A big part of growing up, and likely a large chunk of life itself, consists of impulse control. As babies, our needs are validated and met by others. As we grow, we are increasingly able to monitor and attend to these needs on our own. Through adolesence we are introduced to the ideas of delayed gratification, prioritization, and responsibility. As responsible adults, then, we are hopefully somewhat adept at managing our wants, needs, and obligations in an efficient and effective manner.
As it is, however, I run into difficulty in this area somewhat regularly. Early on, when my spinal issues were more intrusive, my physical comfort was top priority and had to be considered in any plans. In addition, cognitive and psychological issues were such that I had little tolerance for any level of mental dissonance and stress. Decisions were made based on what would alleviate the cognitive or physical distress most quickly, everything else was secondary. The result of this rapid-fire appeasement was that I became soft – I got in the habit of tending to these impulses, regardless of their legitimacy. Accommodating my deficiencies is vital to my overall success, but compulsively validating and appeasing old “needs” does me no favours. When this drags on, it begins to feel like my brain is overstepping its bounds, and there is a very effective trick I use to put my brain back in its place:
I just don’t eat.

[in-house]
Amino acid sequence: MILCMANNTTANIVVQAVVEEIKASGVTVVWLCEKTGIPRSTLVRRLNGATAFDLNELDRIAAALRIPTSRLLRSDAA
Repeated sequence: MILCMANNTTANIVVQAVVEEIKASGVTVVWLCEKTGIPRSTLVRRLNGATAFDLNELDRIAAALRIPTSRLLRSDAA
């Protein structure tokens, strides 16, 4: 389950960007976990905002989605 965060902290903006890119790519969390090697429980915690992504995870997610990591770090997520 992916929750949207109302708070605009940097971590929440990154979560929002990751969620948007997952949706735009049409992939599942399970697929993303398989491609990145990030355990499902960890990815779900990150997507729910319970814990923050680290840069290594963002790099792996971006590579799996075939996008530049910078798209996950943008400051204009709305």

Like Gandhi, but not as legendary or noble.
In some circles, fasting has a very spiritual significance, and if personal betterment is a spiritual exercise, than I suppose it is. Either way, the reason I choose not to eat for a day is because it shocks my system back into order in numerous ways.
First, fasting helps me get in tune with myself. Sometimes I feel like I’m just operating on autopilot, instinctively appeasing every whim with minimal consideration given to the consequnces. The importance of tending to my own comfort, a once legitimate and real issue, becomes blown out of proportion at the cost of personal growth and the expansion of my comfort zone. When I decide to fast for the day, the urge to eat naturally approaches. Instead of acquiescing to this need, I develop strategies that allow me to stick to my guns – strategies and skills that are transferrable to other areas in life, a most beneficial side-effect indeed. Furthermore, I make a mental note (ironically enough) of how my brain tries to bargain with me to make little concessions, hijack me with faulty lines of reason, and overwhelm me by suddenly noticing every smell and hint of food. Nice try, back-stabbing brain.
Second, allowing hunger to persist is a great exercise in willpower. Exerting my will over my body’s urge to eat puts me back in control. Living with brain damage, I have come to see a distinct difference between my mind and my brain. Willpower is a function of the mind, while eating is the instinctive, somewhat primal, response to signals from the brain. Strengthening my willpower through fasting ensures that my mind remains superior to my brain. Maintaining this hierarchy, I believe, is the key to a proper and fulfilling life. Know your roles, lobes and cortices.
I’ve been ragging on my brain a bit here, but it’s not the only one at fault. The intriguing and baffling thing is that all behaviour, while rooted in the brain (in conjunction with the mind), contributes to shaping and changing the neural makeup of the brain. Patterns of behaviour construct neural pathways dedicated to that behaviour, connections that grow stronger and fire quicker with repetition and positive reinforcement. In other words, practice really does make perfect so be careful what you practice.
Sometimes, due to my own shortsightedness, my mistaken oversight, or my behavioural blind spots, things fall out of line. Fortunately for me, opting not to eat for a day gets things back in order – fast.